As to quality of vaccines, two key concepts come into play: efficacy vs effectiveness. Vaccine efficacy measures the performance of the vaccine in clinical trials, and studies so far have shown that all Australian-approved vaccines
are highly efficient.
One clinical trial based on 43,548 participants from the US, Argentina, Brazil, South Africa, Germany and Turkey, showed that the Pfizer vaccine had an efficacy against infection of about 95% following the second dose, in people 16 years or older. In contrast, AstraZeneca, according to WHO, has an efficacy of a little over 63%, a figure mostly backed by a clinical trial of 23,848 participants from Brazil, South Africa and the UK.
However, efficacy is just one side of the story. Vaccine effectiveness is what most people should really care about – effectiveness measures how well a vaccine performs in a real-world setting.
Vaccine effectiveness for both Pfizer and AstraZeneca were significantly different from the promising efficacy data. One large study that analysed data from 384,543 people age over 18 years from across the UK, found that these two vaccines indeed offered protection from COVID-19, but not as much as promised and not for as long as we had hoped.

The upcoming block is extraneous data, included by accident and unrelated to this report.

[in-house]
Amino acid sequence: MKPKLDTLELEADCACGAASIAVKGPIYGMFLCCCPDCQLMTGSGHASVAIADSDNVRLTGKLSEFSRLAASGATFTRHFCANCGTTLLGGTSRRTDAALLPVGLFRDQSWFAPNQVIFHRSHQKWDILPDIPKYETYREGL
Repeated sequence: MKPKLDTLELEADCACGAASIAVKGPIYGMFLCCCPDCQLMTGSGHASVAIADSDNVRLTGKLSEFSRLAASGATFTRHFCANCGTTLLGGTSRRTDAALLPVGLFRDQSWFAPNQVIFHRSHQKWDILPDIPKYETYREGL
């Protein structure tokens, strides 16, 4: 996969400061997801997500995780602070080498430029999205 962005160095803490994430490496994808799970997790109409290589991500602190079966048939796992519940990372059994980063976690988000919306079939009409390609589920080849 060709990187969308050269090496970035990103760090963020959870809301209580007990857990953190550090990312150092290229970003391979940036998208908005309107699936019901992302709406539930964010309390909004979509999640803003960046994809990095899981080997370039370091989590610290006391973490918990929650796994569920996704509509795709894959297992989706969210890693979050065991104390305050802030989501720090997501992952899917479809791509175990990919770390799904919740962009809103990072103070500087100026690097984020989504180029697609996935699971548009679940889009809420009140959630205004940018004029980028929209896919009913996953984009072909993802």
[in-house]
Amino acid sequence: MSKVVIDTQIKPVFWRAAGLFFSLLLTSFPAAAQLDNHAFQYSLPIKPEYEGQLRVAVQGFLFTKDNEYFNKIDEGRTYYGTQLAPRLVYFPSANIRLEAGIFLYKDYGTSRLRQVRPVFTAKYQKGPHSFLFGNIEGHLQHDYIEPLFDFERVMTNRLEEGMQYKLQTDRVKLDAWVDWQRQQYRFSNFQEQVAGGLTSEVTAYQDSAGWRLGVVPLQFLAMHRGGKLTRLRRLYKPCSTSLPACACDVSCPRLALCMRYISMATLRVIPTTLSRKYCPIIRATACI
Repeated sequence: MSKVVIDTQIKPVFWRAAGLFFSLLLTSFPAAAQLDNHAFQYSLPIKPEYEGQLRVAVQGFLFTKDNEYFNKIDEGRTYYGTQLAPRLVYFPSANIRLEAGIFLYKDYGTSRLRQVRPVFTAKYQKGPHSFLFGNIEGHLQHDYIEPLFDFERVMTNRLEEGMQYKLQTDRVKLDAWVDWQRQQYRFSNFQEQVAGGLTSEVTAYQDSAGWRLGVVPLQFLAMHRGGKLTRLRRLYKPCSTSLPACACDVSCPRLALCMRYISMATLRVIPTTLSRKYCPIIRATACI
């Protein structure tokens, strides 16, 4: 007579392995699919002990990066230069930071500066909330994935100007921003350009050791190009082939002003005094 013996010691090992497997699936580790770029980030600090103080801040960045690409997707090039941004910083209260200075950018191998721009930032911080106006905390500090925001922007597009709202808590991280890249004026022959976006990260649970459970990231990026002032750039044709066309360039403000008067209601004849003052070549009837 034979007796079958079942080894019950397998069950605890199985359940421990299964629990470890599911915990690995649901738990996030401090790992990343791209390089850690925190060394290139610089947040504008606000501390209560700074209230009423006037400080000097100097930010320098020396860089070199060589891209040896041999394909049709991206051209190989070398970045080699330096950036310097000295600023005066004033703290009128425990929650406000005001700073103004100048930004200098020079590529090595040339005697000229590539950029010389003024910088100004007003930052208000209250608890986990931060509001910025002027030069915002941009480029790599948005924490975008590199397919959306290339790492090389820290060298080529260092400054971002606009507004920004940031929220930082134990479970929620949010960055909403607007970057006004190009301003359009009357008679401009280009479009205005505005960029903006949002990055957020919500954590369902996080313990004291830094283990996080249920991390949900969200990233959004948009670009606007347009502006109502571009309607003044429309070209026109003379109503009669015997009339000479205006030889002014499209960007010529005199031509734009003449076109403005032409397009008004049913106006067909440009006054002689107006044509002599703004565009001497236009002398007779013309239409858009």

The study found the effectiveness of the Pfizer vaccine 14 days after the second dose was about 94% for the Alpha variant of the virus and 84% for the Delta variant. For AstraZeneca, the study found that effectiveness was 86% for the Alpha variant and 70% for Delta.
According to Dr Jürgen Richt, Director of the Center on Emerging and Zoonotic Infectious Diseases at Kansas State University in the US, a more important issue is waning protection. As more data comes in, it’s becoming clear that vaccine effectiveness decreases over time.
One study that analysed data from 1,475,391 participants found that, after five months, vaccine effectiveness dropped to 47.3% for AstraZeneca and to 69.7% for Pfizer, among people over 16 years of age. For people over 65 years of age, these figures turned to 36.6% effectiveness for AstraZeneca and 55.3% for Pfizer.
“The critical antibodies we need to protect us against SARS-CoV-2 are neutralising antibodies. High levels of SARS-CoV-2 specific neutralising antibodies are induced after mRNA vaccination especially after the second vaccination with the Pfizer/Moderna vaccine,” Dr Richt said.
“However, after a period of time the levels of these antibodies in the blood drop and, therefore, a booster vaccination after six months is recommended for certain age groups and individuals with co-morbidities or at high risk.”
According to Dr Zoë Hyde, Senior Research Officer at the Western Australian Centre for Health and Ageing at UWA, the current data paints a very clear picture: we need vaccine boosters.
“The vaccines’ real-world performance has held up pretty well compared to the clinical trials, but we’ve learnt these are three-dose vaccines, not two,” Dr Hyde said.
In response to this issue, booster vaccines are now on the table in most countries that can afford them, including Australia, where boosters have been available since November. Public health experts will be hoping most people step up and get the third jab to boost our protection against COVID.